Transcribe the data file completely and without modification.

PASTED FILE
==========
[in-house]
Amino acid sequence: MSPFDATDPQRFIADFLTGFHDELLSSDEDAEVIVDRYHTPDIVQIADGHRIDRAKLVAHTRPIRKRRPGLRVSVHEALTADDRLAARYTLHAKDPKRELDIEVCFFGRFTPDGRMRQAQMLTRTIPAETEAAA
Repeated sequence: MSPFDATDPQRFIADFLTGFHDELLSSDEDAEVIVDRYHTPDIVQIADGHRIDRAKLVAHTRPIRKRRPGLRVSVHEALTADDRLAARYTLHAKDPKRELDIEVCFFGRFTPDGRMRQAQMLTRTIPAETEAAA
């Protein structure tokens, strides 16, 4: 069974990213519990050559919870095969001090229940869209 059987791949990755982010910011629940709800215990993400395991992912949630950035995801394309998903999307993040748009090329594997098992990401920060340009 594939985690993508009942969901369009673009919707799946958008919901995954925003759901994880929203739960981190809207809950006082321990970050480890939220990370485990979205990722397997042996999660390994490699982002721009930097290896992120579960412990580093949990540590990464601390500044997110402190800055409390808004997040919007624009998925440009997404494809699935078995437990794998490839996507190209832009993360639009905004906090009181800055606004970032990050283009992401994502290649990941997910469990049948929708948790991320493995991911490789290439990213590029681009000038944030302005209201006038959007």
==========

[in-house]
Amino acid sequence: MSPFDATDPQRFIADFLTGFHDELLSSDEDAEVIVDRYHTPDIVQIADGHRIDRAKLVAHTRPIRKRRPGLRVSVHEALTADDRLAARYTLHAKDPKRELDIEVCFFGRFTPDGRMRQAQMLTRTIPAETEAAA
Repeated sequence: MSPFDATDPQRFIADFLTGFHDELLSSDEDAEVIVDRYHTPDIVQIADGHRIDRAKLVAHTRPIRKRRPGLRVSVHEALTADDRLAARYTLHAKDPKRELDIEVCFFGRFTPDGRMRQAQMLTRTIPAETEAAA
């Protein structure tokens, strides 16, 4: 069974990213519990050559919870095969001090229940869209 059987791949990755982010910011629940709800215990993400395991992912949630950035995801394309998903999307993040748009090329594997098992990401920060340009 594939985690993508009942969901369009673009919707799946958008919901995954925003759901994880929203739960981190809207809950006082321990970050480890939220990370485990979205990722397997042996999660390994490699982002721009930097290896992120579960412990580093949990540590990464601390500044997110402190800055409390808004997040919007624009998925440009997404494809699935078995437990794998490839996507190209832009993360639009905004906090009181800055606004970032990050283009992401994502290649990941997910469990049948929708948790991320493995991911490789290439990213590029681009000038944030302005209201006038959007």